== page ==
It is incomprehensible that Suddhodana would have permitted Maya to travel over dangerous and bumpy trails just when she was expecting his first child, unaccompanied by medical attendants or soldiers to protect them from robbers. It was no wonder that the birth came on prematurely, and miraculously, witnessed only by Maya’s own personal serving maids. Also the reason for the journey, so that she could have her mother by her side, seems a trifle flimsy. (Another version says that she had taken the journey for pleasure, flimsier still, seeing the condition she was in.) It wasn’t as if Maya was some spring chicken—she was forty—her mother would have been sixty or seventy and totally incapable of any physical assistance. Would it not have been wiser for Maya to have stayed at home and given birth there, with all the assistance her husband’s minions could have provided? Anyway, Maya was unable to continue her journey to Devadaha, so she and her small retinue returned to Kapilavastu, exhausted. The journey was a bad idea from the start; in the bible we see that Jesus was also born while his parents were on the road so that he could be born in Bethlehem to fulfill a supposed prophecy. Is there any connection between the two stories, one wonders? (Well, of course there is. See here.)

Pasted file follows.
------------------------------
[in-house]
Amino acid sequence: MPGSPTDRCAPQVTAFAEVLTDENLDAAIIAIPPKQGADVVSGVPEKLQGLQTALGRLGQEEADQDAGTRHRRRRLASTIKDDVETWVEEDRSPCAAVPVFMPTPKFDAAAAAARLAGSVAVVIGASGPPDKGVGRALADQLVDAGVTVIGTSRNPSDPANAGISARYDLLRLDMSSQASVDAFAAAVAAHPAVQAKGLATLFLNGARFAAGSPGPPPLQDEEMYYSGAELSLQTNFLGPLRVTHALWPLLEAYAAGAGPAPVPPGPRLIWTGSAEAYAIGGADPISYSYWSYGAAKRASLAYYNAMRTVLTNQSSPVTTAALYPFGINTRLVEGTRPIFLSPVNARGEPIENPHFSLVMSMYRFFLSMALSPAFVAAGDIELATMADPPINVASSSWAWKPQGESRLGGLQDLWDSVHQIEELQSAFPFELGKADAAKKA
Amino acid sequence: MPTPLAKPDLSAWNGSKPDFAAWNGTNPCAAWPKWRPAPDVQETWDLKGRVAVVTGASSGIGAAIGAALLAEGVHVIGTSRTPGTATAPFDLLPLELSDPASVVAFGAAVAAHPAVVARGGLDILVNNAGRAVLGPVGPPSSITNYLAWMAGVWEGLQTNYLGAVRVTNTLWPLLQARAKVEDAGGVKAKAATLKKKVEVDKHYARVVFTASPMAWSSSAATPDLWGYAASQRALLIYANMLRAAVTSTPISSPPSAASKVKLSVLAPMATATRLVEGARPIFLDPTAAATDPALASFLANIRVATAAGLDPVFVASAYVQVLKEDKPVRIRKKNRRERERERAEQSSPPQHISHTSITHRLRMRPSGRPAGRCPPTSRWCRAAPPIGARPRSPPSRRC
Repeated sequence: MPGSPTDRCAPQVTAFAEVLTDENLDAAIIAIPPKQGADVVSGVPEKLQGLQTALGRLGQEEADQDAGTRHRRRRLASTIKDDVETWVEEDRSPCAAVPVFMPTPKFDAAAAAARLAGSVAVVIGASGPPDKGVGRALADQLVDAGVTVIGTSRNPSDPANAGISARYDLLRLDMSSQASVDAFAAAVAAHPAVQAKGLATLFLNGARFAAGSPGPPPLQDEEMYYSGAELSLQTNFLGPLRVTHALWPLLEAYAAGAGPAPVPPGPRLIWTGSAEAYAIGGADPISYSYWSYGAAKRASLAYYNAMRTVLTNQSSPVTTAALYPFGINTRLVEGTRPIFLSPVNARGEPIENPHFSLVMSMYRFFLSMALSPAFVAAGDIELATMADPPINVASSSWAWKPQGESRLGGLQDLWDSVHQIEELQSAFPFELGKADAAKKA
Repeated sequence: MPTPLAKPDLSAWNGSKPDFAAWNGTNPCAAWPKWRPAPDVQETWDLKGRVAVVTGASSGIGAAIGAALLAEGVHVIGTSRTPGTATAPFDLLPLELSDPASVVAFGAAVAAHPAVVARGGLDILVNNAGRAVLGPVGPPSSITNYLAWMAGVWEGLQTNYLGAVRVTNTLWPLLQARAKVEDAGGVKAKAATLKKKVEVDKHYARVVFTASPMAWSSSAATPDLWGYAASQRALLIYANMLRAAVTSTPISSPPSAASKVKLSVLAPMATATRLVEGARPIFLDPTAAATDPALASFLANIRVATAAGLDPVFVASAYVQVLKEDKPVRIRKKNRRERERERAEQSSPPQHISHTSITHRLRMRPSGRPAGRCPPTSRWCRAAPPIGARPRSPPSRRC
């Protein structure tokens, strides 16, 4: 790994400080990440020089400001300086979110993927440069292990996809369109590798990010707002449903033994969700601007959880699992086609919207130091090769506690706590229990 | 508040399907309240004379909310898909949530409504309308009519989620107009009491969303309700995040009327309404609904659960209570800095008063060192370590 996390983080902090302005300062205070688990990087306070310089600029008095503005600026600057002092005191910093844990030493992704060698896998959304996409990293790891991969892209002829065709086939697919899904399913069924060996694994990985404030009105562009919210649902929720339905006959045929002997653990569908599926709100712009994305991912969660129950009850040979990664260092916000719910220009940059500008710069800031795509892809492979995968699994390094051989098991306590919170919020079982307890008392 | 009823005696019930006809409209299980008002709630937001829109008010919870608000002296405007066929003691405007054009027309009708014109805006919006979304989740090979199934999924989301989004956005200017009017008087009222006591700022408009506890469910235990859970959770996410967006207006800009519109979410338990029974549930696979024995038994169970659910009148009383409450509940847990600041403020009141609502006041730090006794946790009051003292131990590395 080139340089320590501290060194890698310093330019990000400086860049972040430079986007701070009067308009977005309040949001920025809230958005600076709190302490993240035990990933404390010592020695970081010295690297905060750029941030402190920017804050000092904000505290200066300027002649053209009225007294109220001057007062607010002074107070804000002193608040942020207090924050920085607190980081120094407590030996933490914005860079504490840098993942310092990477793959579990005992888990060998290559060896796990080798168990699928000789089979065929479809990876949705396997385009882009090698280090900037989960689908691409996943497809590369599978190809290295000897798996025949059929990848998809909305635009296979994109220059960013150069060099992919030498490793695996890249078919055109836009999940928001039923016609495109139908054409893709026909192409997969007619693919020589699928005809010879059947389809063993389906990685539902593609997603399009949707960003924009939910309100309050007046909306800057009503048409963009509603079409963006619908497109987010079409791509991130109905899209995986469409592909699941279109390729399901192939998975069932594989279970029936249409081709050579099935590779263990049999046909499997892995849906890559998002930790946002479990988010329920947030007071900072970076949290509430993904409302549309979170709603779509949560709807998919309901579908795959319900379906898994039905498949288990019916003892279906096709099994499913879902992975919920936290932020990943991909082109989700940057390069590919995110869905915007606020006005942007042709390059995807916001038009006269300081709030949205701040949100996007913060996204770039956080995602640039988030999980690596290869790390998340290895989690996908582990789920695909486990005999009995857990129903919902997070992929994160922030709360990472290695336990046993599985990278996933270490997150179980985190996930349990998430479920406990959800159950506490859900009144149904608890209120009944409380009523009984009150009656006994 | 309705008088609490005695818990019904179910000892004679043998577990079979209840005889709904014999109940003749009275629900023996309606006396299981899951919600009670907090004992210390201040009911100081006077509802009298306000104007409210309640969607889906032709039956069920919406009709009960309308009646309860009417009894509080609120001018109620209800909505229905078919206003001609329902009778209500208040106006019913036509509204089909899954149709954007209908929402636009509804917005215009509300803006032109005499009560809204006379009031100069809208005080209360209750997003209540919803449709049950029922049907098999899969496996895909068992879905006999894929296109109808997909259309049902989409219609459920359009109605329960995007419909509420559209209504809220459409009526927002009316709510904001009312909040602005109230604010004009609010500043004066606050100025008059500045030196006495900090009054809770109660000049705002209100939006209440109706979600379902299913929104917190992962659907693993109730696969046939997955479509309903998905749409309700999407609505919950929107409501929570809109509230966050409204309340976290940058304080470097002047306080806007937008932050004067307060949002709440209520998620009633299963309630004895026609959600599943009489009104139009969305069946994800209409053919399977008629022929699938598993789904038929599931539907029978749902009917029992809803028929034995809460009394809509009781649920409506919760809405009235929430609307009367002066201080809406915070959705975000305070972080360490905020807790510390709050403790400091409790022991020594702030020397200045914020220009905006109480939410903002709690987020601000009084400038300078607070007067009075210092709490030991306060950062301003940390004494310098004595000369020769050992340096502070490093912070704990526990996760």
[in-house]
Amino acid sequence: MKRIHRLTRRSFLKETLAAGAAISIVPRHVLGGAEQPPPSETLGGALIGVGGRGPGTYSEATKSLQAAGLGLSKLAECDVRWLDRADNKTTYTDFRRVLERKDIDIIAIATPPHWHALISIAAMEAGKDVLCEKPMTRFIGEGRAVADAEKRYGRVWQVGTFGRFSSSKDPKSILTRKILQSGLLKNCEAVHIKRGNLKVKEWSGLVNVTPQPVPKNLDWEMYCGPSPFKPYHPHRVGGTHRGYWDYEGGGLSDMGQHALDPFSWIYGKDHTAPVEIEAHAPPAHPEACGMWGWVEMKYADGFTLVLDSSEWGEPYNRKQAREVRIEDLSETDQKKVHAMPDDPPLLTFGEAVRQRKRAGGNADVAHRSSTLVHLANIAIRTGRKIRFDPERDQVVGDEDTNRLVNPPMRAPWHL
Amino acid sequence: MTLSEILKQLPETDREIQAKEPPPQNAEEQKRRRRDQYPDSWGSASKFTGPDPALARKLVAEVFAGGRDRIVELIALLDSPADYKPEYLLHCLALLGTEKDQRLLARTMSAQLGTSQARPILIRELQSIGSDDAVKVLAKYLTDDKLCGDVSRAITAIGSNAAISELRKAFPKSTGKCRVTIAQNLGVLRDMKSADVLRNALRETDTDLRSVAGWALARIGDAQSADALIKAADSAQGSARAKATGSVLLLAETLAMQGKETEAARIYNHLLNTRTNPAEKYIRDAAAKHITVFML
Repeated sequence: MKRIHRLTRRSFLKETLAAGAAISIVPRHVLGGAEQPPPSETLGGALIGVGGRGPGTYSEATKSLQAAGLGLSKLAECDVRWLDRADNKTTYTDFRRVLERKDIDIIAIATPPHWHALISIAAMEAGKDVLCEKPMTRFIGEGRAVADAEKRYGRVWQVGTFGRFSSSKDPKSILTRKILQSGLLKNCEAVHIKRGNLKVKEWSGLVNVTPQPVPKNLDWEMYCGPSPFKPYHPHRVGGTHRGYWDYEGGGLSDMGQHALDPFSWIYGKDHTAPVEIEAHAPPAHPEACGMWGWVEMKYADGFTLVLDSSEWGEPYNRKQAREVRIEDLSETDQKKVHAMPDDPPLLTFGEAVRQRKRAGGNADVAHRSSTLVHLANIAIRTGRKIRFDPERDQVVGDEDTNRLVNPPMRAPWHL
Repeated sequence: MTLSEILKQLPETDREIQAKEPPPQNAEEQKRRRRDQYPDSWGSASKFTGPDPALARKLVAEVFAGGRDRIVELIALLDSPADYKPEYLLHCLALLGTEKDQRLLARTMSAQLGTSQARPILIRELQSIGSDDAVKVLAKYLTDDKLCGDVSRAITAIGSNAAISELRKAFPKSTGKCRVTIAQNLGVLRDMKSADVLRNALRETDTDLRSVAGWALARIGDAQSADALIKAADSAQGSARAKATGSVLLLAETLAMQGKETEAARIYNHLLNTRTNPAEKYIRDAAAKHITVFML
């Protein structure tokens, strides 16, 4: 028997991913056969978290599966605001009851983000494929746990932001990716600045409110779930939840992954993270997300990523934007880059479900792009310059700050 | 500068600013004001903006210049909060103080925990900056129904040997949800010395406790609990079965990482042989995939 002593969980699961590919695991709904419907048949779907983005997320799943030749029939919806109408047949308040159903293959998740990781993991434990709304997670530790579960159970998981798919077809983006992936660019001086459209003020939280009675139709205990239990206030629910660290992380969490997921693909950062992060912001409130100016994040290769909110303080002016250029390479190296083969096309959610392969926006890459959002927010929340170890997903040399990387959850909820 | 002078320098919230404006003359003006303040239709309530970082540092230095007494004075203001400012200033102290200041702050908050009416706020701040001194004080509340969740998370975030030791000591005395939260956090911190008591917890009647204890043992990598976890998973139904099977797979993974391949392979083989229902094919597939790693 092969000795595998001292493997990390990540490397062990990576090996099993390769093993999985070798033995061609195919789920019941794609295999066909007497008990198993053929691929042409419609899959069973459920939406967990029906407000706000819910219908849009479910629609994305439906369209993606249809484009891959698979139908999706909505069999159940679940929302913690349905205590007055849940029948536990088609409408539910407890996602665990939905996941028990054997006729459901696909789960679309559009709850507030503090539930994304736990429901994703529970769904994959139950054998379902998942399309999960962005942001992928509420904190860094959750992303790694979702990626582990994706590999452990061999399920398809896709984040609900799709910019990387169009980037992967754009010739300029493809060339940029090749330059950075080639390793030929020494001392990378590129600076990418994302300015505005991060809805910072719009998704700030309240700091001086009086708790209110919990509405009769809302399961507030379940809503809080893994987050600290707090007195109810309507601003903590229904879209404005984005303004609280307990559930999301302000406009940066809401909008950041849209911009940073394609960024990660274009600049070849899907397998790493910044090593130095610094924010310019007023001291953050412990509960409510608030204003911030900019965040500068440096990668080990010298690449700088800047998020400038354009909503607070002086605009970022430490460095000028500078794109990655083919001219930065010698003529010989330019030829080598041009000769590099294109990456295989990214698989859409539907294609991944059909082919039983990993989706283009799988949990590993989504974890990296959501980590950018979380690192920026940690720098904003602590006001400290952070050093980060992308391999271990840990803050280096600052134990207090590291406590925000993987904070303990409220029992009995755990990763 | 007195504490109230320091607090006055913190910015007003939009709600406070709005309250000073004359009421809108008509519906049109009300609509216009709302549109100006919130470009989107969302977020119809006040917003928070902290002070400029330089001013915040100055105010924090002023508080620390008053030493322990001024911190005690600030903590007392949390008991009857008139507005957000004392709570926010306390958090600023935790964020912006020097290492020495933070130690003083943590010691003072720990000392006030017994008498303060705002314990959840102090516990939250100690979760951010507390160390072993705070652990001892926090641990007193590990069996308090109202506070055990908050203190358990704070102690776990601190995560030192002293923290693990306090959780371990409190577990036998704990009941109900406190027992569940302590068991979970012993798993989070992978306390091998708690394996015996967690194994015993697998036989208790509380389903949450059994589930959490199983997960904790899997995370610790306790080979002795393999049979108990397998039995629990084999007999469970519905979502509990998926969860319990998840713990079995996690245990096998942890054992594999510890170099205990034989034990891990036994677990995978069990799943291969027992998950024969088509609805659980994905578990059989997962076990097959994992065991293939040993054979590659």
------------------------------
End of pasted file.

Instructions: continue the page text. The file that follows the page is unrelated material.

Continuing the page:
The miracles didn’t end there. Buddha emerges from the womb, diving out of his mother’s side, spotlessly pure. He is caught by a group of attendant devas (devine beings), often in a pure cloth or, sometimes, in a golden net. But the miraculous oddity of his birth does not end there: the baby, who is typically depicted more like a young boy than like a newborn, turns in each of the cardinal directions, determines that he is the foremost of all beings in the world, and then takes seven steps toward the east (the auspicious direction, which he will also face at the time of his enlightenment), and proclaims that he is the chief of the world. While these miraculous acts are agreed to be mythical and are intended by the Buddhist tradition to emphasize the special qualities and powers of this most exalted of all persons, it hasn’t stopped the ignorant faithful down through the ages in believing that they were real, no less than present-day Christians believe in the miracles associated with Jesus’ life and death.

Maya died seven days after giving birth, the fate reserved for the mothers of all buddhas, which would at the least prevent them ever having their wombs defiled by lesser mortals.